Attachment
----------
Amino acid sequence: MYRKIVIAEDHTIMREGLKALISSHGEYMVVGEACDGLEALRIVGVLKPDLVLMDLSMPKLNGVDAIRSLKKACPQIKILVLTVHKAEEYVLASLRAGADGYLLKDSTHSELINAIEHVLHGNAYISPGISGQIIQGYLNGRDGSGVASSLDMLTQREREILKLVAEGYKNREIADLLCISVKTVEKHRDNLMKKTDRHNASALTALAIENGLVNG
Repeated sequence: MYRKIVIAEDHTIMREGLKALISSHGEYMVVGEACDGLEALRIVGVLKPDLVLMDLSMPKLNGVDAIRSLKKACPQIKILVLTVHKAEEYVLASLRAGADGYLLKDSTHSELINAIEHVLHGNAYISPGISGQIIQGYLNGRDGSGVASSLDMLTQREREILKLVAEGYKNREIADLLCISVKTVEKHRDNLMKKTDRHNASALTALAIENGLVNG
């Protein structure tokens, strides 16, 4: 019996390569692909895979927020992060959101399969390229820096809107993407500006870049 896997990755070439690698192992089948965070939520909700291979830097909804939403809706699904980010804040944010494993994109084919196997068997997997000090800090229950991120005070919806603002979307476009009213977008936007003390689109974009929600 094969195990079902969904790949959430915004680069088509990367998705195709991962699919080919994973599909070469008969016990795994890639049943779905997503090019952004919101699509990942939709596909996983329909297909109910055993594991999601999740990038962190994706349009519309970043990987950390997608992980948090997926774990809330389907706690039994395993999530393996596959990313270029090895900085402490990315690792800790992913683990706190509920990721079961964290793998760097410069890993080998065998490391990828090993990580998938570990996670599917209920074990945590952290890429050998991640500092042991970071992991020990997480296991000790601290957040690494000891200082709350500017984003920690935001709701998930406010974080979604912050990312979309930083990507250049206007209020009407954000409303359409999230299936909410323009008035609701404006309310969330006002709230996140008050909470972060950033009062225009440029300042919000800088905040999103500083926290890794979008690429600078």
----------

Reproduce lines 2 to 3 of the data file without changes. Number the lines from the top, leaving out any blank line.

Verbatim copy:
Repeated sequence: MYRKIVIAEDHTIMREGLKALISSHGEYMVVGEACDGLEALRIVGVLKPDLVLMDLSMPKLNGVDAIRSLKKACPQIKILVLTVHKAEEYVLASLRAGADGYLLKDSTHSELINAIEHVLHGNAYISPGISGQIIQGYLNGRDGSGVASSLDMLTQREREILKLVAEGYKNREIADLLCISVKTVEKHRDNLMKKTDRHNASALTALAIENGLVNG
């Protein structure tokens, strides 16, 4: 019996390569692909895979927020992060959101399969390229820096809107993407500006870049 896997990755070439690698192992089948965070939520909700291979830097909804939403809706699904980010804040944010494993994109084919196997068997997997000090800090229950991120005070919806603002979307476009009213977008936007003390689109974009929600 094969195990079902969904790949959430915004680069088509990367998705195709991962699919080919994973599909070469008969016990795994890639049943779905997503090019952004919101699509990942939709596909996983329909297909109910055993594991999601999740990038962190994706349009519309970043990987950390997608992980948090997926774990809330389907706690039994395993999530393996596959990313270029090895900085402490990315690792800790992913683990706190509920990721079961964290793998760097410069890993080998065998490391990828090993990580998938570990996670599917209920074990945590952290890429050998991640500092042991970071992991020990997480296991000790601290957040690494000891200082709350500017984003920690935001709701998930406010974080979604912050990312979309930083990507250049206007209020009407954000409303359409999230299936909410323009008035609701404006309310969330006002709230996140008050909470972060950033009062225009440029300042919000800088905040999103500083926290890794979008690429600078």